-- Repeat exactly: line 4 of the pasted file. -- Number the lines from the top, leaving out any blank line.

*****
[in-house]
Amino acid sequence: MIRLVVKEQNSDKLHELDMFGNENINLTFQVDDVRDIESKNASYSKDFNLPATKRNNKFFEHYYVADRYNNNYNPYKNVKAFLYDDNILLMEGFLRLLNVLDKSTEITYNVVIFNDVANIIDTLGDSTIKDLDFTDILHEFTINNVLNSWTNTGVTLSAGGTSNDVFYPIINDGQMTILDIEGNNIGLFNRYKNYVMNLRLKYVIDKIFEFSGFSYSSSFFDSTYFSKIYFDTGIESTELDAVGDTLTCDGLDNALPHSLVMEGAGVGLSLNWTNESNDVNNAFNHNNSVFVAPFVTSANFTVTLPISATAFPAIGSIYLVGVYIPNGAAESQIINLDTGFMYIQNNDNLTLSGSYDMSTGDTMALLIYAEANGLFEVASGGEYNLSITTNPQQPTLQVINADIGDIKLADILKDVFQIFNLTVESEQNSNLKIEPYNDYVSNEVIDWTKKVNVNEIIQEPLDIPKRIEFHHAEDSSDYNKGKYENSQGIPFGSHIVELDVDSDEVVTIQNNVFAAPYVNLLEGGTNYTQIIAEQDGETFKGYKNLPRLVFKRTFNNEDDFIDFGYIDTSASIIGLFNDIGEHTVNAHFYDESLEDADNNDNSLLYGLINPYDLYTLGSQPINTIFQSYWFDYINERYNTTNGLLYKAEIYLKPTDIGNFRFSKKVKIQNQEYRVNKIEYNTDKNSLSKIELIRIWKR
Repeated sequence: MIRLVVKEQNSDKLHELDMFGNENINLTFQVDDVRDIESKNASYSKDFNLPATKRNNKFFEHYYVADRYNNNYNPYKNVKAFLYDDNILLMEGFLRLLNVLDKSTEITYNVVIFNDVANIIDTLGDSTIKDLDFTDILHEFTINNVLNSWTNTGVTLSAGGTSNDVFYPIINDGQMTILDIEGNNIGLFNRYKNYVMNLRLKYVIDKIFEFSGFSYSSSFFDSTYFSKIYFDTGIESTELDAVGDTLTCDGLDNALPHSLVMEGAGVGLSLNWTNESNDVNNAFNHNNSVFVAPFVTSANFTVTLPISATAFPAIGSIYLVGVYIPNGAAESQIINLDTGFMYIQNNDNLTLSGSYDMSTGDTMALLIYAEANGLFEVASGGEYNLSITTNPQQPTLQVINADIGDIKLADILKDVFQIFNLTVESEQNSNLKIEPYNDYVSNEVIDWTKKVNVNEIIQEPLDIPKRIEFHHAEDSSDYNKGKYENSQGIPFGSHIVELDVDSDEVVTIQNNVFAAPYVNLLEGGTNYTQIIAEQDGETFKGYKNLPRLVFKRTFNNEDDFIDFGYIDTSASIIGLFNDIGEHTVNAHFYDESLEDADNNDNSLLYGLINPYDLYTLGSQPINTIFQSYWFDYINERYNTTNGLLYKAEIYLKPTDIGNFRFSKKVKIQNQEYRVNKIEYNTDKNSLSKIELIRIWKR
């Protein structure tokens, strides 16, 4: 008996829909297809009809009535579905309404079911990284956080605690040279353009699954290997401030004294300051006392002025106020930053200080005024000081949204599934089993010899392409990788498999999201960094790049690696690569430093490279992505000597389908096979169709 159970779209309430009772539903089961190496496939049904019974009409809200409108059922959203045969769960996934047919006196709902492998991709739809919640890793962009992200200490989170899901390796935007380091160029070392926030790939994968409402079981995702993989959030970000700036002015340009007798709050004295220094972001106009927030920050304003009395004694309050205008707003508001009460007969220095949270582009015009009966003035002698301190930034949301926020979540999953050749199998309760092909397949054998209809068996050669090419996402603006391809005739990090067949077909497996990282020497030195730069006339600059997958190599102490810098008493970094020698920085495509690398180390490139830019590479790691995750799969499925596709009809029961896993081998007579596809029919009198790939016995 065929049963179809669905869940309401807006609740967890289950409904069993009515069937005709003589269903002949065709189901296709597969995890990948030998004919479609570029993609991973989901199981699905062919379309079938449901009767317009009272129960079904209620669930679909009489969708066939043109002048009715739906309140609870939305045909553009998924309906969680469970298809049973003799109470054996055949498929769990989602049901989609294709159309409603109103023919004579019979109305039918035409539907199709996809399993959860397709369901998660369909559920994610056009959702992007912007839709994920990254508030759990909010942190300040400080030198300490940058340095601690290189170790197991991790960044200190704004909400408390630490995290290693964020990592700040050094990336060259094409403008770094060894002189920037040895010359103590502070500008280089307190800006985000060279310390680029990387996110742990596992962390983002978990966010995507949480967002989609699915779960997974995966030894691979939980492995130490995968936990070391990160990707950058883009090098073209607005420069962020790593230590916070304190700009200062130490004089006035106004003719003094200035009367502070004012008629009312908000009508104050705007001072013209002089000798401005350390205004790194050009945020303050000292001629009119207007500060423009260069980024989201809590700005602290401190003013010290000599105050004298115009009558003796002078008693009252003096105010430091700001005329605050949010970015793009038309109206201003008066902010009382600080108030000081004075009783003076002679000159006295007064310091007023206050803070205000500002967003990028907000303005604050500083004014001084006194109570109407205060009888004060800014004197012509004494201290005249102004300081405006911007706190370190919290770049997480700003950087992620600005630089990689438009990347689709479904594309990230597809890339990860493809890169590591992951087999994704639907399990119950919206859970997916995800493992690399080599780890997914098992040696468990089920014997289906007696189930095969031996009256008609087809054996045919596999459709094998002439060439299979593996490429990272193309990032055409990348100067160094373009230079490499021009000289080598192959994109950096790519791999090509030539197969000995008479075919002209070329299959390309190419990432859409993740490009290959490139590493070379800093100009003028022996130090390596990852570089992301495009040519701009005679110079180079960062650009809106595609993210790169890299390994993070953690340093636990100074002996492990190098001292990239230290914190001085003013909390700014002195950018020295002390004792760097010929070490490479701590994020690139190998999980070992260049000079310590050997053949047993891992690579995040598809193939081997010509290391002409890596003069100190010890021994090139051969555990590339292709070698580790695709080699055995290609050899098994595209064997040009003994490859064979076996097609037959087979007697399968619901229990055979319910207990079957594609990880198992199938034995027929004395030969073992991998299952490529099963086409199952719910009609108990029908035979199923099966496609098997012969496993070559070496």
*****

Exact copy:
């Protein structure tokens, strides 16, 4: 008996829909297809009809009535579905309404079911990284956080605690040279353009699954290997401030004294300051006392002025106020930053200080005024000081949204599934089993010899392409990788498999999201960094790049690696690569430093490279992505000597389908096979169709 159970779209309430009772539903089961190496496939049904019974009409809200409108059922959203045969769960996934047919006196709902492998991709739809919640890793962009992200200490989170899901390796935007380091160029070392926030790939994968409402079981995702993989959030970000700036002015340009007798709050004295220094972001106009927030920050304003009395004694309050205008707003508001009460007969220095949270582009015009009966003035002698301190930034949301926020979540999953050749199998309760092909397949054998209809068996050669090419996402603006391809005739990090067949077909497996990282020497030195730069006339600059997958190599102490810098008493970094020698920085495509690398180390490139830019590479790691995750799969499925596709009809029961896993081998007579596809029919009198790939016995 065929049963179809669905869940309401807006609740967890289950409904069993009515069937005709003589269903002949065709189901296709597969995890990948030998004919479609570029993609991973989901199981699905062919379309079938449901009767317009009272129960079904209620669930679909009489969708066939043109002048009715739906309140609870939305045909553009998924309906969680469970298809049973003799109470054996055949498929769990989602049901989609294709159309409603109103023919004579019979109305039918035409539907199709996809399993959860397709369901998660369909559920994610056009959702992007912007839709994920990254508030759990909010942190300040400080030198300490940058340095601690290189170790197991991790960044200190704004909400408390630490995290290693964020990592700040050094990336060259094409403008770094060894002189920037040895010359103590502070500008280089307190800006985000060279310390680029990387996110742990596992962390983002978990966010995507949480967002989609699915779960997974995966030894691979939980492995130490995968936990070391990160990707950058883009090098073209607005420069962020790593230590916070304190700009200062130490004089006035106004003719003094200035009367502070004012008629009312908000009508104050705007001072013209002089000798401005350390205004790194050009945020303050000292001629009119207007500060423009260069980024989201809590700005602290401190003013010290000599105050004298115009009558003796002078008693009252003096105010430091700001005329605050949010970015793009038309109206201003008066902010009382600080108030000081004075009783003076002679000159006295007064310091007023206050803070205000500002967003990028907000303005604050500083004014001084006194109570109407205060009888004060800014004197012509004494201290005249102004300081405006911007706190370190919290770049997480700003950087992620600005630089990689438009990347689709479904594309990230597809890339990860493809890169590591992951087999994704639907399990119950919206859970997916995800493992690399080599780890997914098992040696468990089920014997289906007696189930095969031996009256008609087809054996045919596999459709094998002439060439299979593996490429990272193309990032055409990348100067160094373009230079490499021009000289080598192959994109950096790519791999090509030539197969000995008479075919002209070329299959390309190419990432859409993740490009290959490139590493070379800093100009003028022996130090390596990852570089992301495009040519701009005679110079180079960062650009809106595609993210790169890299390994993070953690340093636990100074002996492990190098001292990239230290914190001085003013909390700014002195950018020295002390004792760097010929070490490479701590994020690139190998999980070992260049000079310590050997053949047993891992690579995040598809193939081997010509290391002409890596003069100190010890021994090139051969555990590339292709070698580790695709080699055995290609050899098994595209064997040009003994490859064979076996097609037959087979007697399968619901229990055979319910207990079957594609990880198992199938034995027929004395030969073992991998299952490529099963086409199952719910009609108990029908035979199923099966496609098997012969496993070559070496």